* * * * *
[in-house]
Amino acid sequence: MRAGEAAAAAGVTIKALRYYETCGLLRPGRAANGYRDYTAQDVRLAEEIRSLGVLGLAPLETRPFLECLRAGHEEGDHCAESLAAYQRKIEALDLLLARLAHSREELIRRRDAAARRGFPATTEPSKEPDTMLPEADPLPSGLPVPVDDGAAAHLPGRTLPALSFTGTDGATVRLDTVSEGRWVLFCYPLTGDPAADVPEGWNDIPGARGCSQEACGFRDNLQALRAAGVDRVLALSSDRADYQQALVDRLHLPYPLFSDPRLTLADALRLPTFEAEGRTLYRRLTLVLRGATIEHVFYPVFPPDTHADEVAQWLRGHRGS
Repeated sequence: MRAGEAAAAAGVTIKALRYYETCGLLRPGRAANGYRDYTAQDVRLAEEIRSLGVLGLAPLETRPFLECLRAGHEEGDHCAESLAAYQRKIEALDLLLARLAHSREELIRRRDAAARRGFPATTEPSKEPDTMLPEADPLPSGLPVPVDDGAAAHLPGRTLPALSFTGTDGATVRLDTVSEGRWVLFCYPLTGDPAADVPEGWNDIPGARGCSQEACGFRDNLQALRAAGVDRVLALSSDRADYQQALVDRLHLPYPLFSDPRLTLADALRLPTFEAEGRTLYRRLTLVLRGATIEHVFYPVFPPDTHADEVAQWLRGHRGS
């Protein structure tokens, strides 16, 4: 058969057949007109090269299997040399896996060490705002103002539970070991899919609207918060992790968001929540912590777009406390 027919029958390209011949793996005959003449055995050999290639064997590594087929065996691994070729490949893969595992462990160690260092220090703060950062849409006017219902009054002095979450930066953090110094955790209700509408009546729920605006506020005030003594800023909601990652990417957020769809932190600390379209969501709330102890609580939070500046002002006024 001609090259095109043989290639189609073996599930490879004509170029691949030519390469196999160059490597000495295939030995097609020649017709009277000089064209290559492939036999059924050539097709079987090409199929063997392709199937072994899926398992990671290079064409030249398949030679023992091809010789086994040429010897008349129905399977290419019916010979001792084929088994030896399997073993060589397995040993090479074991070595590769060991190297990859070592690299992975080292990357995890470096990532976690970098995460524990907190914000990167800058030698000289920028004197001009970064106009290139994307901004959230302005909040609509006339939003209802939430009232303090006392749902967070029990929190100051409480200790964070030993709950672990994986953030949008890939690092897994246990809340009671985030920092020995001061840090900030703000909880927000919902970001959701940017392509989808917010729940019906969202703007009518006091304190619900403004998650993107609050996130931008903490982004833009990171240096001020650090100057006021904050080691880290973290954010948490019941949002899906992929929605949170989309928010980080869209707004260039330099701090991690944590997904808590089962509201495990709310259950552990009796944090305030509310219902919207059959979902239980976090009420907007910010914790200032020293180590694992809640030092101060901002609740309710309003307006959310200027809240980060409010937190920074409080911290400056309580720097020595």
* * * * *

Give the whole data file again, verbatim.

[in-house]
Amino acid sequence: MRAGEAAAAAGVTIKALRYYETCGLLRPGRAANGYRDYTAQDVRLAEEIRSLGVLGLAPLETRPFLECLRAGHEEGDHCAESLAAYQRKIEALDLLLARLAHSREELIRRRDAAARRGFPATTEPSKEPDTMLPEADPLPSGLPVPVDDGAAAHLPGRTLPALSFTGTDGATVRLDTVSEGRWVLFCYPLTGDPAADVPEGWNDIPGARGCSQEACGFRDNLQALRAAGVDRVLALSSDRADYQQALVDRLHLPYPLFSDPRLTLADALRLPTFEAEGRTLYRRLTLVLRGATIEHVFYPVFPPDTHADEVAQWLRGHRGS
Repeated sequence: MRAGEAAAAAGVTIKALRYYETCGLLRPGRAANGYRDYTAQDVRLAEEIRSLGVLGLAPLETRPFLECLRAGHEEGDHCAESLAAYQRKIEALDLLLARLAHSREELIRRRDAAARRGFPATTEPSKEPDTMLPEADPLPSGLPVPVDDGAAAHLPGRTLPALSFTGTDGATVRLDTVSEGRWVLFCYPLTGDPAADVPEGWNDIPGARGCSQEACGFRDNLQALRAAGVDRVLALSSDRADYQQALVDRLHLPYPLFSDPRLTLADALRLPTFEAEGRTLYRRLTLVLRGATIEHVFYPVFPPDTHADEVAQWLRGHRGS
């Protein structure tokens, strides 16, 4: 058969057949007109090269299997040399896996060490705002103002539970070991899919609207918060992790968001929540912590777009406390 027919029958390209011949793996005959003449055995050999290639064997590594087929065996691994070729490949893969595992462990160690260092220090703060950062849409006017219902009054002095979450930066953090110094955790209700509408009546729920605006506020005030003594800023909601990652990417957020769809932190600390379209969501709330102890609580939070500046002002006024 001609090259095109043989290639189609073996599930490879004509170029691949030519390469196999160059490597000495295939030995097609020649017709009277000089064209290559492939036999059924050539097709079987090409199929063997392709199937072994899926398992990671290079064409030249398949030679023992091809010789086994040429010897008349129905399977290419019916010979001792084929088994030896399997073993060589397995040993090479074991070595590769060991190297990859070592690299992975080292990357995890470096990532976690970098995460524990907190914000990167800058030698000289920028004197001009970064106009290139994307901004959230302005909040609509006339939003209802939430009232303090006392749902967070029990929190100051409480200790964070030993709950672990994986953030949008890939690092897994246990809340009671985030920092020995001061840090900030703000909880927000919902970001959701940017392509989808917010729940019906969202703007009518006091304190619900403004998650993107609050996130931008903490982004833009990171240096001020650090100057006021904050080691880290973290954010948490019941949002899906992929929605949170989309928010980080869209707004260039330099701090991690944590997904808590089962509201495990709310259950552990009796944090305030509310219902919207059959979902239980976090009420907007910010914790200032020293180590694992809640030092101060901002609740309710309003307006959310200027809240980060409010937190920074409080911290400056309580720097020595």